Plan the perfect Colombia vacation
Colombia in January
January in Colombia brings cool weather in the Andean highlands and warm on the Caribbean and Pacific coasts. Expect 7-19°C (45-66°F) in Bogotá for city and mountain activities, and 24-30°C (75-86°F) in coastal areas like Cartagena for beach fun.
Colombia in February
February continues to offer pleasant weather across Colombia. Bogotá and the highlands stay cool with temperatures around 7-19°C (45-66°F), while coastal cities like Cartagena enjoy warmer weather, averaging 24-30°C (75-86°F), perfect for outdoor activities.
Colombia in March
March marks the beginning of warmer weather in the highlands, with Bogotá seeing slightly higher temperatures, around 9-21°C (48-70°F). Coastal regions remain warm and inviting, maintaining 24-30°C (75-86°F).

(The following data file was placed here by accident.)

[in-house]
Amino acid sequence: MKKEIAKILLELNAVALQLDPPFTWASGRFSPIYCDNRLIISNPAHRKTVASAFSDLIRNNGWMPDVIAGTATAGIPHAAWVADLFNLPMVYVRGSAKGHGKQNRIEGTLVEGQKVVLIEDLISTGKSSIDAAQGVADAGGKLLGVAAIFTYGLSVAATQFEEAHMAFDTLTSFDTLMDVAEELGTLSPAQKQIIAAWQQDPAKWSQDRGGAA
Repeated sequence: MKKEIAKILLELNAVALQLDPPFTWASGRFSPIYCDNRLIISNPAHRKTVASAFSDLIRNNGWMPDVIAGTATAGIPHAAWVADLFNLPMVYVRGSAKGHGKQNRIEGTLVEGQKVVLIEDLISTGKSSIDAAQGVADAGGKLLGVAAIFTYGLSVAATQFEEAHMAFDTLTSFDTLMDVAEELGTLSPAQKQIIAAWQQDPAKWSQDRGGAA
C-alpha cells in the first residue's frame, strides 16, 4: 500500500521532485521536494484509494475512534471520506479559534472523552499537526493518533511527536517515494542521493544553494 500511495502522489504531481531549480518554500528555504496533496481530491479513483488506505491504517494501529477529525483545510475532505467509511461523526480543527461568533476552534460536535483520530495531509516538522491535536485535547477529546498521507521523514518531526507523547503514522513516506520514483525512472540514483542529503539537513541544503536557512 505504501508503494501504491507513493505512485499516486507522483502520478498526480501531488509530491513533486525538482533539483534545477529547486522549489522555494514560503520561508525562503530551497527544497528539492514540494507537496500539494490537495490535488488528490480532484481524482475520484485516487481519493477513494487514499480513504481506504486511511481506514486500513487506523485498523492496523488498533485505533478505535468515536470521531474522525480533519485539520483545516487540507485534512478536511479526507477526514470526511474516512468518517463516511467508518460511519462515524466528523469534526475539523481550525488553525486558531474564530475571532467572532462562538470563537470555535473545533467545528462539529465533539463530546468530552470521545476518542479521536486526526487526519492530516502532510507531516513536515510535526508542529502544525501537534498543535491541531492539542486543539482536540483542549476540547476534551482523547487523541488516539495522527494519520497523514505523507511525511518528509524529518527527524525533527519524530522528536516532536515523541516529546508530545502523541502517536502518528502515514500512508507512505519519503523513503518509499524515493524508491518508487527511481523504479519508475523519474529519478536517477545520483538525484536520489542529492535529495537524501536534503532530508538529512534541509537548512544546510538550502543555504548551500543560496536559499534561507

Colombia in April
April brings the start of the rainy season to the highlands, with Bogotá experiencing more frequent showers and temperatures of 9-21°C (48-70°F). The coast stays relatively dry and warm, with temperatures steady at 24-30°C (75-86°F).
Colombia in May
In May, the rainy season is in full swing in Bogotá and the Andean region, with cooler temperatures and regular rain. Coastal areas begin to see a bit more rain, especially in the afternoons, but temperatures remain warm.
Colombia in June
June sees the continuation of the rainy season in the interior, while the coastal regions start to dry out, making it a great time for beach visits. Temperatures in Bogotá range from 9-21°C (48-70°F), and coastal areas warm up a bit.